Analyses of program type and sponsoring agency by urban-rural location (Table 1A) and region of the country (Table 1B) reveal some interesting deviations from the national picture.  Table 1A makes clear that faith-based programs play a much larger role in urban areas (both central city and suburban) than they do in rural areas.  This is true for all types of programs taken together as well as for specific types of programs.  For food programs, for example, faith-based agencies account for 63 percent of all central city food programs but only 38 percent of all rural food programs.  Government agencies, by contrast, play a critical role in delivering health services in rural areas and a much smaller role in central cities and suburban areas.14  Over two-thirds of homeless assistance rural health programs are administered by government agencies.  In all other places, secular non-profits run the majority of these health programs.  With the exceptions of food programs (which are dominated by faith-based providers in urban areas) and health programs (which are dominated by government agencies in rural areas), secular non-profits tend to be much more consistent in terms of the types of programs they provide in urban versus rural areas.  They administer over one-half of all housing programs and just over one-half of all “other” types of programs in both urban and rural areas.

Table 1a:
NSHAPC Programs by Urban/Rural Status

  Total Number
of Programs
Faith-Based Non-Profit Secular Non-Profit Government For-Profit Unidentified
All Program Types 39,664 (100%) 31.8 47.3 13.4 0.6 6.9
Central Cities
All 19,388 (100%) 36.8 45.9 9.9 0.7 6.7
Housing 7,894 (100%) 28.7 53.8 9.6 0.8 7.2
Food 6,018 (100%) 63.4 28.3 2.6 0.2 5.5
Health 1,379 (100%) 7.5 56.8 29.1 0.7 5.8
Other 4,097 (100%) 23.5 53.0 14.6 1.2 7.7
Suburbs
All 7,694 (100%) 35.1 48.0 7.4 1.1 8.3
Housing 3,230 (100%) 24.2 53.6 8.7 1.8 11.8
Food 3,020 (100%) 53.0 40.0 2.6 0.4 4.0
Health 251 (100%) 2.9 51.0 32.0 2.6 11.5
Other 1,192 (100%) 26.2 52.9 11.0 0.4 9.6
Rural Areas
All 12,583 (100%) 21.9 48.9 22.6 0.2 6.4
Housing 4,754 (100%) 15.5 56.6 18.6 0.0 9.3
Food 3,965 (100%) 37.6 49.1 10.3 0.7 2.3
Health 1,110 (100%) 1.8 11.1 68.4 0.0 18.8
Other 2,754 (100%) 18.3 50.7 28.6 0.0 2.5

Source:  Urban Institute analysis of NSHAPC program data.  Data represent "an average day in February 1996."


Table 1b:
NSHAPC Programs by Region of the Country

  Total Number of Programs Faith-Based Non-Profit Secular Non-Profit Government For-Profit Unidentified
All Program Types 39,664 (100%) 31.8 47.3 13.4 0.6 6.9
Northeast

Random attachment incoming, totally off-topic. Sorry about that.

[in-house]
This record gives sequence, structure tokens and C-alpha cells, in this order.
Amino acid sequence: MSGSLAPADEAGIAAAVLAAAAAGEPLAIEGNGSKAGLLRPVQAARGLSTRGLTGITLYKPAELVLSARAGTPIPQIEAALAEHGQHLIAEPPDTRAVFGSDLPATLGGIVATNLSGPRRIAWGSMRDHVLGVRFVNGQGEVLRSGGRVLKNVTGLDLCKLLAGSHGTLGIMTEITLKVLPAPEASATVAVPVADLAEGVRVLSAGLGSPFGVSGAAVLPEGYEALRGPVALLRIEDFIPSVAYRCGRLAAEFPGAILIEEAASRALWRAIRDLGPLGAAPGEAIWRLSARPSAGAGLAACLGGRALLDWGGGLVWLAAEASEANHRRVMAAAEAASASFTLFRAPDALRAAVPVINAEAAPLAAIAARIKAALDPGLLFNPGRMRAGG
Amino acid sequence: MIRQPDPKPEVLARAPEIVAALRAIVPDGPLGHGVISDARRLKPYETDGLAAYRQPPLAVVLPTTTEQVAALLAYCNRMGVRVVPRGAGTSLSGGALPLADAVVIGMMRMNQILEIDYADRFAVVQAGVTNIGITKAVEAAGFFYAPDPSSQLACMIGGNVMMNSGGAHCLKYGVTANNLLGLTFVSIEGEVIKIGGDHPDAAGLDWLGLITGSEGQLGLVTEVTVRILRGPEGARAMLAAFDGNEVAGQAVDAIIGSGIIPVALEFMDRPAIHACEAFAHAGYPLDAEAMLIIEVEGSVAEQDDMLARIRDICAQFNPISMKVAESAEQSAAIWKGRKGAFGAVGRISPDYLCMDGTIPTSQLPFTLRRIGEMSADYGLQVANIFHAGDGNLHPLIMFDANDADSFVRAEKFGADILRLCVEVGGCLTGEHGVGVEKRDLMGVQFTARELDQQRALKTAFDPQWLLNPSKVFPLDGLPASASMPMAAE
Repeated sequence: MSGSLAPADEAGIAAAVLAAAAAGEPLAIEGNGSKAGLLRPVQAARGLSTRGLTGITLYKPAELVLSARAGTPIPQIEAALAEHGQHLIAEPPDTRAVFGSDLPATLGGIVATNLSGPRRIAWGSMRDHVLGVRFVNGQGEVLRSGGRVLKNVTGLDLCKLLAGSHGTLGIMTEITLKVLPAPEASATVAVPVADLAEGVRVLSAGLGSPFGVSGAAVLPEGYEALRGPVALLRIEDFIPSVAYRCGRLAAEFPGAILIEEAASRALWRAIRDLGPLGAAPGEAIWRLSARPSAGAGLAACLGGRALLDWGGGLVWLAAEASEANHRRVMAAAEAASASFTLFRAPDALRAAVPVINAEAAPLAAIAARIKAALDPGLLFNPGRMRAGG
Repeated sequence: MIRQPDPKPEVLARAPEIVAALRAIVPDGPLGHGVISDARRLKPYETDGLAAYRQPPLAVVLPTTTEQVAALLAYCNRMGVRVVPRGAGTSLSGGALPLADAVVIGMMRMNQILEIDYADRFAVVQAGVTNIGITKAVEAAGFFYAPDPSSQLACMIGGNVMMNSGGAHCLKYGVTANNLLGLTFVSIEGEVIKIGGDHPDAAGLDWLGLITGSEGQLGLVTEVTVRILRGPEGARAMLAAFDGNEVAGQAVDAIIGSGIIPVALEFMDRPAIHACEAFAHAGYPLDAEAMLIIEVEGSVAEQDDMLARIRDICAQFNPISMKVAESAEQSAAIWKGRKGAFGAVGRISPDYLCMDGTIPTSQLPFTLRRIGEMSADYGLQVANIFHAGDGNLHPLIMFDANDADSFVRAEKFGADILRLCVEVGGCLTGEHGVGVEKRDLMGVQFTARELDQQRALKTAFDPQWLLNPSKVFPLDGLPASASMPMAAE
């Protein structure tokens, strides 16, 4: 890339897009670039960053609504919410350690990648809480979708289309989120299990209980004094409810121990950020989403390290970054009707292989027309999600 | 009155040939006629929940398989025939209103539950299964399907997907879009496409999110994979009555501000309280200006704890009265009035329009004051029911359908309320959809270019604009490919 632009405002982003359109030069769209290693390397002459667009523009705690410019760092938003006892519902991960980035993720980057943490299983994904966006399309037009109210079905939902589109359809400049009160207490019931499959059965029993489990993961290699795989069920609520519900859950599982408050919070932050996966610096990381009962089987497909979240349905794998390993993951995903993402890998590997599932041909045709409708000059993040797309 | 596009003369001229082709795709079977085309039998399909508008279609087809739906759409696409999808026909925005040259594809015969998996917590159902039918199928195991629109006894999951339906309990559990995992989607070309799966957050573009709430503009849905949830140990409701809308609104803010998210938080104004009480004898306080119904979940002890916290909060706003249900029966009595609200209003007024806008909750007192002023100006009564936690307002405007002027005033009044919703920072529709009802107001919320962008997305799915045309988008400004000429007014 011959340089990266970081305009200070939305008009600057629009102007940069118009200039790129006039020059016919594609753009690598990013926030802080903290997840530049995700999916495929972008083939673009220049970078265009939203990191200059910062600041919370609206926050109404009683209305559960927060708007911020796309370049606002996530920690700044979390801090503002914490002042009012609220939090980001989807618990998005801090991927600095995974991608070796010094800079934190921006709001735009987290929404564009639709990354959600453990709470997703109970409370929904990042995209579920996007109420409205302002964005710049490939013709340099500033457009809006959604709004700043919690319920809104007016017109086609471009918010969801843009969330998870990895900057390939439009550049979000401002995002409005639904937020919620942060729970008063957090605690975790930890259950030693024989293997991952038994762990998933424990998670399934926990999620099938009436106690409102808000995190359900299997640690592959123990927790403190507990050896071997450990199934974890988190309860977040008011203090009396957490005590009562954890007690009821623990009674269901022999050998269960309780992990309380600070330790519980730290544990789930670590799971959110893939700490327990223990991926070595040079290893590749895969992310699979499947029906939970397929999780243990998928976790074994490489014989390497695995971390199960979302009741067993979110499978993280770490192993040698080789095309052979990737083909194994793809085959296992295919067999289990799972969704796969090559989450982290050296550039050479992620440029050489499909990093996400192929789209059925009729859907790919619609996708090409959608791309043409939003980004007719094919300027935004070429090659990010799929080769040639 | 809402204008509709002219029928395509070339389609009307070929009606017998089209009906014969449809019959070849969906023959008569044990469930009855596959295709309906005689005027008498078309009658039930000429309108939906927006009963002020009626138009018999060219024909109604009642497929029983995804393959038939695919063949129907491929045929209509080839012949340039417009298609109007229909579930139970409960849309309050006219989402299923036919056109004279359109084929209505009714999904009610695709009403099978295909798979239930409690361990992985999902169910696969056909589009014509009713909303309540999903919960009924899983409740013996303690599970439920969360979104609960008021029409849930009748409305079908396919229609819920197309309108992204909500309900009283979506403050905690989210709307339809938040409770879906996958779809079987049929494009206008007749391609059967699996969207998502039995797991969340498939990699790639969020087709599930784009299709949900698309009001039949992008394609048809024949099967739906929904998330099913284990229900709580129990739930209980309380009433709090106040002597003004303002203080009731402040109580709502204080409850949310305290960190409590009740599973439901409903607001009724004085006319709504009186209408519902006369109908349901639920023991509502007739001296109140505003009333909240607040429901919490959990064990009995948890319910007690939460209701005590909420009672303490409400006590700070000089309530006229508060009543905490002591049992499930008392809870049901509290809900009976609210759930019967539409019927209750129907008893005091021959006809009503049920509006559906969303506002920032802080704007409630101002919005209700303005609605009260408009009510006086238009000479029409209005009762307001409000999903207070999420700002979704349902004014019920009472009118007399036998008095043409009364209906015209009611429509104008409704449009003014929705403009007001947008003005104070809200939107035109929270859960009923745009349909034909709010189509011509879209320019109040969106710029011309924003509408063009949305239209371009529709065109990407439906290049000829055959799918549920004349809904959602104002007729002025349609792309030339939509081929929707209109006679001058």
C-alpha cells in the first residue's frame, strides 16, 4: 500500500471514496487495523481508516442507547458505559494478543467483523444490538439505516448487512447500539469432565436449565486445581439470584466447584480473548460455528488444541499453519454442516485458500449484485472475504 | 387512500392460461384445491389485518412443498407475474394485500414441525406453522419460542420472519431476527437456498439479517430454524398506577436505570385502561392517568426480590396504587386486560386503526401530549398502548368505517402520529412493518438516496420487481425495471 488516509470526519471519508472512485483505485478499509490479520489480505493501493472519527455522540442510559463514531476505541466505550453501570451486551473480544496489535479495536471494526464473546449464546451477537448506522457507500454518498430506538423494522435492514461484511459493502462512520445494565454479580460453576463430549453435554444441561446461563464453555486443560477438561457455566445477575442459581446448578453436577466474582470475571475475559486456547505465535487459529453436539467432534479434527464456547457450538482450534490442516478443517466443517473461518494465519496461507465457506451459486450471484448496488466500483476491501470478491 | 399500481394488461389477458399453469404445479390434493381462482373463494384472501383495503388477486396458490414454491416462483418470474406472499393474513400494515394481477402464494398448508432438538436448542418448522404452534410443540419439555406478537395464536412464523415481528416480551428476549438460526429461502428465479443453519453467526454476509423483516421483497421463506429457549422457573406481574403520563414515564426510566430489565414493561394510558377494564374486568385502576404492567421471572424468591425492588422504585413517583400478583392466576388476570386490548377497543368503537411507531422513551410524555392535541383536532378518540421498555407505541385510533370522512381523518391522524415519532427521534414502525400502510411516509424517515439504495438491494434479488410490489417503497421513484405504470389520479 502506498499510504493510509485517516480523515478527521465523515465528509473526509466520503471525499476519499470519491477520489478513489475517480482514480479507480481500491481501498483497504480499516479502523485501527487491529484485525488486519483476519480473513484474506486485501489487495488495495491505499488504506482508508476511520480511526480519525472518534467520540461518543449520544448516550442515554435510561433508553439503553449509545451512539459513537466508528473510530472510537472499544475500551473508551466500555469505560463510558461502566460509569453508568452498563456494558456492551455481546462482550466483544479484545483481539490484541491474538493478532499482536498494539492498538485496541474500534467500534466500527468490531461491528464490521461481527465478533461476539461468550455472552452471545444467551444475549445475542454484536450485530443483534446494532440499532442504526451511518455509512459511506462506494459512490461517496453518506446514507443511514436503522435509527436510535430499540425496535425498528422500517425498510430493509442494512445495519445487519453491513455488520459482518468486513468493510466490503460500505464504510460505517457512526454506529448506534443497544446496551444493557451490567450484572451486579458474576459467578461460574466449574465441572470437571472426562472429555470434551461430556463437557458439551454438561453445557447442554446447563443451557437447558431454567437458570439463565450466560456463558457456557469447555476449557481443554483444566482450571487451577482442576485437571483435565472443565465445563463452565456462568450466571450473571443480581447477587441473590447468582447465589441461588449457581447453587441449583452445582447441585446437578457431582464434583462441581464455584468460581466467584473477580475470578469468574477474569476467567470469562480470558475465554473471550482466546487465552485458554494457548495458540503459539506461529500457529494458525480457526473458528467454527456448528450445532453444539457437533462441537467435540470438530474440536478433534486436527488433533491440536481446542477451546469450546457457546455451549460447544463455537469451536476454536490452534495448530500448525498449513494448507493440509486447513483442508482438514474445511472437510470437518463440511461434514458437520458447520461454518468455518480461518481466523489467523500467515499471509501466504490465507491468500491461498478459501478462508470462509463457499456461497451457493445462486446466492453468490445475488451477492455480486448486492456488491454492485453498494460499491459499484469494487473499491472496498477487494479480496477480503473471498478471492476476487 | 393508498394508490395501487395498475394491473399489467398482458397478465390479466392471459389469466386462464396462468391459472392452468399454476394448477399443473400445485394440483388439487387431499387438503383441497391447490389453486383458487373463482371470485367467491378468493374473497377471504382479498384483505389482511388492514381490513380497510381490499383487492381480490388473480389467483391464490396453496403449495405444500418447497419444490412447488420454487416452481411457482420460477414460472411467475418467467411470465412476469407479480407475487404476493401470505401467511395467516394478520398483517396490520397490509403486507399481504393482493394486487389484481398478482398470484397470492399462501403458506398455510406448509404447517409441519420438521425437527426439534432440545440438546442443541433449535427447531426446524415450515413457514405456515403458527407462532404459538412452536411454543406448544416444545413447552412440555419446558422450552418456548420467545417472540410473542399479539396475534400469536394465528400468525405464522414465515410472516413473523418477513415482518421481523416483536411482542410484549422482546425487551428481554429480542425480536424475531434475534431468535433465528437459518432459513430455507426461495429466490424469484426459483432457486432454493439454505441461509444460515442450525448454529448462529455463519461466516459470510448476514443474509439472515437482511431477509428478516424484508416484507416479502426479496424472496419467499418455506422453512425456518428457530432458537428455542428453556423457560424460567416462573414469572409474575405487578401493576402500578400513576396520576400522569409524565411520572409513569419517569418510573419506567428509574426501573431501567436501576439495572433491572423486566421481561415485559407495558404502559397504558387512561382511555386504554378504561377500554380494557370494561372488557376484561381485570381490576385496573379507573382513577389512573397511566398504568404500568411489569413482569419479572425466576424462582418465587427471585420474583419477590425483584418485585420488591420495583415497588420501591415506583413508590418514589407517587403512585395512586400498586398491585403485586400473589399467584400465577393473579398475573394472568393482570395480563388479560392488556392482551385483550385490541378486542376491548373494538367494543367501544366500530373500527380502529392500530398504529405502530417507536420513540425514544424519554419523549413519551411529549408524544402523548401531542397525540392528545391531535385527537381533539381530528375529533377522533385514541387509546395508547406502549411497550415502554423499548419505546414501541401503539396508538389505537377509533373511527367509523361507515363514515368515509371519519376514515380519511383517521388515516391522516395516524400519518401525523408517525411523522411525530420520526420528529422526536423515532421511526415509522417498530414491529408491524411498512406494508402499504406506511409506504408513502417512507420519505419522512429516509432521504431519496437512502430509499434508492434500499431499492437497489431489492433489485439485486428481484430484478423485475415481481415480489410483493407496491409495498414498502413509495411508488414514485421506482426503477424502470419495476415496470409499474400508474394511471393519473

All 7,097 (100%) 28.6 53.6 10.1 0.6 7.0
Housing 2,870 (100%) 16.4 61.3 12.9 0.6 8.8
Food 2,401 (100%) 53.1 37.2 3.6 0.5 5.7
Health 306 (100%) 6.6 69.1 14.1 0.7 9.4
Other 1,521 (100%) 17.4 62.1 14.5 0.7 5.3
South
All 11,101 (100%) 39.0 40.7 13.6 0.5 6.2
Housing 4,309 (100%) 30.0 50.3 10.3 1.1 8.3
Food 4,113 (100%) 58.1 32.2 6.1 0.0 3.5
Health 863 (100%) 4.7 26.9 57.0 0.1 11.2
Other 1,817 (100%) 33.5 43.5 17.9 0.1 5.0
Midwest
All 11,853 (100%) 31.6 43.7 16.2 0.5 8.1
Housing 4,678 (100%) 24.5 47.6 16.9 0.4 10.6
Food 3,945 (100%) 54.6 34.3 6.7 0.8 3.6
Health 736 (100%) 2.8 39.7 35.5 0.0 22.0
Other 2,494 (100%) 16.8 52.6 24.0 0.4 6.3
West
All 9,333 (100%) 25.8 54.6 12.4 1.0 6.2
Housing 3,892 (100%) 21.2 62.9 8.0 1.0 6.9
Food 2,478 (100%) 42.4 51.0 1.7 0.2 4.7
Health 816 (100%) 6.0 34.7 53.8 1.7 3.6
Other 2,147 (100%) 22.3 51.3 17.2 1.6 7.6

Source: Urban Institute analysis of NSHAPC program data. Data represent "an average day in February 1996."


There are some interesting regional variations too.  Faith-based organizations appear to be responsible for a greater share of programs in the south (where they administer 39 percent of all homeless assistance programs) than in the west or northeast (where they administer just over one-quarter of programs).  The west is the only region of the country where faith-based organizations do not run the majority of all food programs (secular non-profits do).  Although they continue to play a major role in sponsoring food programs, the greater importance of faith-based service providers in the south is largely due to their increased involvement in housing and “other” types of homeless assistance programs.  Faith-based providers run 30 percent of housing programs in the south (compared to only 16 percent of those in the northeast) and 33 percent of all “other” types of homeless assistance programs (compared to only 17 percent in both the mid-west and northeast).  Interestingly, the south and west, where government agencies run the majority of homeless assistance health programs, are responsible for the predominance of government-run health programs nationally.  In the northeast, government agencies are responsible for less than 15 percent of all health programs (almost 70 percent of these programs are in fact run by secular non-profits).


13.  Programs with unidentified sponsoring agencies were eliminated from further analysis.  Those administered by government agencies are retained for some of the initial tables.

14.  Recall that the definition of what constituted a program for the purposes of NSHAPC had to be  expanded in rural locations to include agencies serving some homeless people even if this was not a focus of the agency.  The expansion brought in 8.5 percent of l secular non-profit programs, but only 4.3 percent of faith-based rural programs.